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Mombasa

Mombasa is Kenya’s oldest and second largest city. Ever since the 12th century it has been a prosperous trading town, due to it being an island, situated strategically of the coastline of the Indian Ocean. Up to this day it is an important port in East Africa, and the city even has its own international airport.

These days the historic part of Mombasa (called Old Town) is situated on the island, while the town as a whole expanded over the years. The Nyali Bridge connects the island to the north part of town, where the beautiful residential area Nyali and the Bamburi beaches lie. A ferry connects Old Town to the south part of town, and eventually to the paradise beaches if Diani Beach.

Mombasa city

Mombasa is – like most African cities – busy and loud. But the town definitely has flair! Since it has a rich history, it makes for an interesting visit. A new directive requires all buildings in Old Town and the Central Business District to be painted white with an Egyptian blue trim. As a result, the already beautiful old buildings will soon look picture perfect!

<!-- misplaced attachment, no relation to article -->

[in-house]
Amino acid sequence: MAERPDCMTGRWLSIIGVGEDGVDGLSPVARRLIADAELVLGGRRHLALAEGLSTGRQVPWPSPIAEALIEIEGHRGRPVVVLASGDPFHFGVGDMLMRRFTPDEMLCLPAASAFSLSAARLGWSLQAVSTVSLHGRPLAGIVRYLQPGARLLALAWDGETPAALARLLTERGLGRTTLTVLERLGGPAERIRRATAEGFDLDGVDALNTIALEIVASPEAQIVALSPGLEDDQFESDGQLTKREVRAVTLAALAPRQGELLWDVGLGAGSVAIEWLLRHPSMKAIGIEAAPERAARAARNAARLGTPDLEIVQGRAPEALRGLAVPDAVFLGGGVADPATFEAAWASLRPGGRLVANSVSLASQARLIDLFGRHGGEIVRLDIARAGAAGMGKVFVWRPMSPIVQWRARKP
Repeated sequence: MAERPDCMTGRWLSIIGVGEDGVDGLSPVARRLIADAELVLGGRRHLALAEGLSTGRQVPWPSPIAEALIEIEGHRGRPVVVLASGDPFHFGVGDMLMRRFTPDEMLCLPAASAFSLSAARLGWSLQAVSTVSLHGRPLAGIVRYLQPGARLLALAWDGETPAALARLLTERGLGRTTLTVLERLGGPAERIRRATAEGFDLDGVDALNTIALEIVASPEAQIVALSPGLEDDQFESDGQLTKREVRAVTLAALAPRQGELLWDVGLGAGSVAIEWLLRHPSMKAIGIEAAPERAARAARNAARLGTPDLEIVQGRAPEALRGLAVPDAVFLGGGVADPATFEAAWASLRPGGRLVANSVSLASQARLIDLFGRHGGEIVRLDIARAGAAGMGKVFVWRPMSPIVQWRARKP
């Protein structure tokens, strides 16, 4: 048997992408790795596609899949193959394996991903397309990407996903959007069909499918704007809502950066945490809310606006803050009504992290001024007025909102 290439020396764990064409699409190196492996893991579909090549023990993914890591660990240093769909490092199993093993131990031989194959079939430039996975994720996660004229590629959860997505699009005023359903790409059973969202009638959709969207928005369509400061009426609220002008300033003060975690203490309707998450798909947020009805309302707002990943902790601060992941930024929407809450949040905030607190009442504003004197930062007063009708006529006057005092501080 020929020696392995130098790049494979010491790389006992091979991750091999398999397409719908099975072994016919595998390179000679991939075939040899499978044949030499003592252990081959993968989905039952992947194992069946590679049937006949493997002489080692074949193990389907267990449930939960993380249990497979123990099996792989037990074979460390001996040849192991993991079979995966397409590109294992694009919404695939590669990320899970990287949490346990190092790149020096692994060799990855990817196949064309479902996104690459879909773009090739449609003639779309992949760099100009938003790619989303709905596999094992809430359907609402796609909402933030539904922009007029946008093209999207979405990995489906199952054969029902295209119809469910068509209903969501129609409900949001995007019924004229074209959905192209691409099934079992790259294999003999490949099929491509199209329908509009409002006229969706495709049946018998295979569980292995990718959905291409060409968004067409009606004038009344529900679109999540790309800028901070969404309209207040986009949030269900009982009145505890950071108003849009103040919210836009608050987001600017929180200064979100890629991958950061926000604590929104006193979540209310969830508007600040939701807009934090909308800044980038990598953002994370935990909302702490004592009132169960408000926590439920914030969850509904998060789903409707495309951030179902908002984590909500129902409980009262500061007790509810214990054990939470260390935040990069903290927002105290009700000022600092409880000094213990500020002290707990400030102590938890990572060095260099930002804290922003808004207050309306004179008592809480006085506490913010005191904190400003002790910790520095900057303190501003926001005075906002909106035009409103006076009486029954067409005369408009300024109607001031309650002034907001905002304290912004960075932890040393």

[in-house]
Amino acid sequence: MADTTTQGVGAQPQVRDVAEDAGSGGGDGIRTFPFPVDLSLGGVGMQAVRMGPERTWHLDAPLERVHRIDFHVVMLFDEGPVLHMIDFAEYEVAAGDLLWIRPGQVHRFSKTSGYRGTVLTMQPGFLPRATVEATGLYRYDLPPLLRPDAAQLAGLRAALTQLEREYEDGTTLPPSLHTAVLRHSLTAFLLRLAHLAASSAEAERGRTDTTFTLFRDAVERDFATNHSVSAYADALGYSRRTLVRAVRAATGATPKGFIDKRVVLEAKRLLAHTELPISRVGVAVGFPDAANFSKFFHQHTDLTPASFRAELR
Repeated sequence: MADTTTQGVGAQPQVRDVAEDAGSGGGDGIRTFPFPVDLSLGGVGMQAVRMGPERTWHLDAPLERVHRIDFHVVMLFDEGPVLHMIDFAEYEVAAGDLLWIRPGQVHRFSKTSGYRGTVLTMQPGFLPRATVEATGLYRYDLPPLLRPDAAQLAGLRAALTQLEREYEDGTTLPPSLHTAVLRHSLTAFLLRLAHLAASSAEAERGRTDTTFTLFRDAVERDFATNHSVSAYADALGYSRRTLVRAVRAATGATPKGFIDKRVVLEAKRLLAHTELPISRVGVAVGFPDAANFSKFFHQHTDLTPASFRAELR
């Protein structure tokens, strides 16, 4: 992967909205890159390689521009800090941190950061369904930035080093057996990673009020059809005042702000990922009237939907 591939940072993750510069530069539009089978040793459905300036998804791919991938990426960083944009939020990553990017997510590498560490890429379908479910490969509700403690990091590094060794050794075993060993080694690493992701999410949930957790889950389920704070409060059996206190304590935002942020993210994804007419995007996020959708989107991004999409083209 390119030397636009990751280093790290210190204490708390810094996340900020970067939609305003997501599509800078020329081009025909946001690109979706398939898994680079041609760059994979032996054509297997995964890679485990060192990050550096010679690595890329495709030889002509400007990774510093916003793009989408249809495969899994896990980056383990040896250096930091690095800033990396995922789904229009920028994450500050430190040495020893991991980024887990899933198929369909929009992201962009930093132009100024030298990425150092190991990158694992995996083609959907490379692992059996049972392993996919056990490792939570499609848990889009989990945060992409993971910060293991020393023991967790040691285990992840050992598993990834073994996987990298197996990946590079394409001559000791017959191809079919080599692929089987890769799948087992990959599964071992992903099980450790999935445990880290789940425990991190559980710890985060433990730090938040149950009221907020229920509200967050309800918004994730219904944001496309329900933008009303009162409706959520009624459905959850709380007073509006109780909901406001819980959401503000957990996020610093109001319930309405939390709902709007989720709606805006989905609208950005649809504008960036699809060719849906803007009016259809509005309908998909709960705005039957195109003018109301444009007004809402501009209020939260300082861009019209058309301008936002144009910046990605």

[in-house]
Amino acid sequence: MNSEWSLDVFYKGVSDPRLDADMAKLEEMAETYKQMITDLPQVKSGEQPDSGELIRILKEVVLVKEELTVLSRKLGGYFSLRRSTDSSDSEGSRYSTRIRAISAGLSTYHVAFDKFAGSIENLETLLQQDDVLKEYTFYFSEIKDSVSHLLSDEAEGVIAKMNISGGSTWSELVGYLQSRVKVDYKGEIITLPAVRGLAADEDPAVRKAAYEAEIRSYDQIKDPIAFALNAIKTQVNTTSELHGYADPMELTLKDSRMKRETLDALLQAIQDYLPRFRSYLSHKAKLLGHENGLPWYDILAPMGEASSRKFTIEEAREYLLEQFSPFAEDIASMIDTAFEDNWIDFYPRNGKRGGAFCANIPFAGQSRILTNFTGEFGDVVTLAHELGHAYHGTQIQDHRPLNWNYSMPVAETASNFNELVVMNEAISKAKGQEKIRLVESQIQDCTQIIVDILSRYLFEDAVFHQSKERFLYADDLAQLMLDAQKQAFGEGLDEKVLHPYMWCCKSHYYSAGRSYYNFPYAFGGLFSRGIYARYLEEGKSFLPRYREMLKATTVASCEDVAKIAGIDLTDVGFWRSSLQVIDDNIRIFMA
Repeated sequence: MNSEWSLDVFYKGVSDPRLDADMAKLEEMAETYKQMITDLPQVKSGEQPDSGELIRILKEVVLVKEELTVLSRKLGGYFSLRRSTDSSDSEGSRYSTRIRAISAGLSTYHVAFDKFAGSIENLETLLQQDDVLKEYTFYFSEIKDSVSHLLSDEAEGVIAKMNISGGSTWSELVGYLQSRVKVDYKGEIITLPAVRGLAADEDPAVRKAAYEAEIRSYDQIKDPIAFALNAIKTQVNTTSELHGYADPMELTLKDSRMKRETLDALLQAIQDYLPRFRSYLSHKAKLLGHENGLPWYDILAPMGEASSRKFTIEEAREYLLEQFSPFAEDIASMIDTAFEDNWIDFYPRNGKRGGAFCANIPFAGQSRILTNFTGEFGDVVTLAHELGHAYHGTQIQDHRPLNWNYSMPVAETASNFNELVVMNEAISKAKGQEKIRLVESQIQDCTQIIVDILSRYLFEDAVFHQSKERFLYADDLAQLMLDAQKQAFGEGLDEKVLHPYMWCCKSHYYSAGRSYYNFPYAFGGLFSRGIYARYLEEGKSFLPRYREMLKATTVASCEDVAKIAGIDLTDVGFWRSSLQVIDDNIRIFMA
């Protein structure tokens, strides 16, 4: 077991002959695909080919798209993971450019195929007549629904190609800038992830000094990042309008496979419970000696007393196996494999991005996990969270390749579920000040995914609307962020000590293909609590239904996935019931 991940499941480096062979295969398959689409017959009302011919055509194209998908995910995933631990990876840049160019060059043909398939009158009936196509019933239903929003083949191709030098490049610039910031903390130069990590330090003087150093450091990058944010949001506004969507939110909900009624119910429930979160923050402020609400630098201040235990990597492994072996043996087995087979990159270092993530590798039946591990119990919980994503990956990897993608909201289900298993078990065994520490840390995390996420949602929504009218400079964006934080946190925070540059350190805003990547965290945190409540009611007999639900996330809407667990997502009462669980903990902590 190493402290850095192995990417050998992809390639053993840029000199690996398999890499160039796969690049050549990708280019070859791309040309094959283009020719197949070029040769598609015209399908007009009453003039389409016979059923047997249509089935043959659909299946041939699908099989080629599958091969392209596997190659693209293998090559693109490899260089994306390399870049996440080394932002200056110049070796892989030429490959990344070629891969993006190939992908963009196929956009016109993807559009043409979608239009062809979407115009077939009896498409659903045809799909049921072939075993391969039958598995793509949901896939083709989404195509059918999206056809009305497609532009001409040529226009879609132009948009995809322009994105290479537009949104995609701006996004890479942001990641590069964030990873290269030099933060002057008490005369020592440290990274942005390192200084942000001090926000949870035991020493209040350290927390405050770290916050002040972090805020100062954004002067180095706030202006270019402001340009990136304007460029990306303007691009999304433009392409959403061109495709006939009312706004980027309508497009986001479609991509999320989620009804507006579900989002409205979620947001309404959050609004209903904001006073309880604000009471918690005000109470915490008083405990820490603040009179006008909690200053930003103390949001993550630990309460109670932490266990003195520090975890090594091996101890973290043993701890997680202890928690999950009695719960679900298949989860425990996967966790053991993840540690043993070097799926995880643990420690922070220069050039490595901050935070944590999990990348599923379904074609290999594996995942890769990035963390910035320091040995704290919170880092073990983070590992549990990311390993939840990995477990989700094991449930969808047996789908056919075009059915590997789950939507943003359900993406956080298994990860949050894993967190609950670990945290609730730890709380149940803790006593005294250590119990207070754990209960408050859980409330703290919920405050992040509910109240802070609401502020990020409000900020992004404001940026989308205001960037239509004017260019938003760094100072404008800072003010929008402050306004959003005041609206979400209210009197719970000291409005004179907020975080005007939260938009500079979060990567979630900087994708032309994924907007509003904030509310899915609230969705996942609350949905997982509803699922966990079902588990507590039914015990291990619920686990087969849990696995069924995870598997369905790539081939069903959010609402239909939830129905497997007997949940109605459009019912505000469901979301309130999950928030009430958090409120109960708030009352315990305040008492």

One of Mombasa’s most popular places to take a picture is Moi Avenue, where the so-called tusks stand. The tusks were built in 1952 to comemmorate Queen Elizabeth’s visit. Made of aluminum they form the letter M for Mombasa. As such, they mark the entrance to the heart of the city. The locals call them Pembe Za Ndovu – the Swahili word for ivory. And rightfully so; from a distance the aluminum tusks seem to be made from elephant ivory.

Fort Jesus

Another must-see is Fort Jesus on the historic island of Mombasa. This 16th century fort is on Unesco’s World Heritage List and as such is Mombasa’s most visited site. The Portuguese built the fort in 1593 to serve as their headquarter in this corner of the Indian Ocean. Between Portuguese sailors, Omani soldiers and Swahili rebellions, the fort changed hands at least nine times between 1631 and the early 1870s. Under British control the fort was used as a jail. It opened as a museum in 1960.

Old Town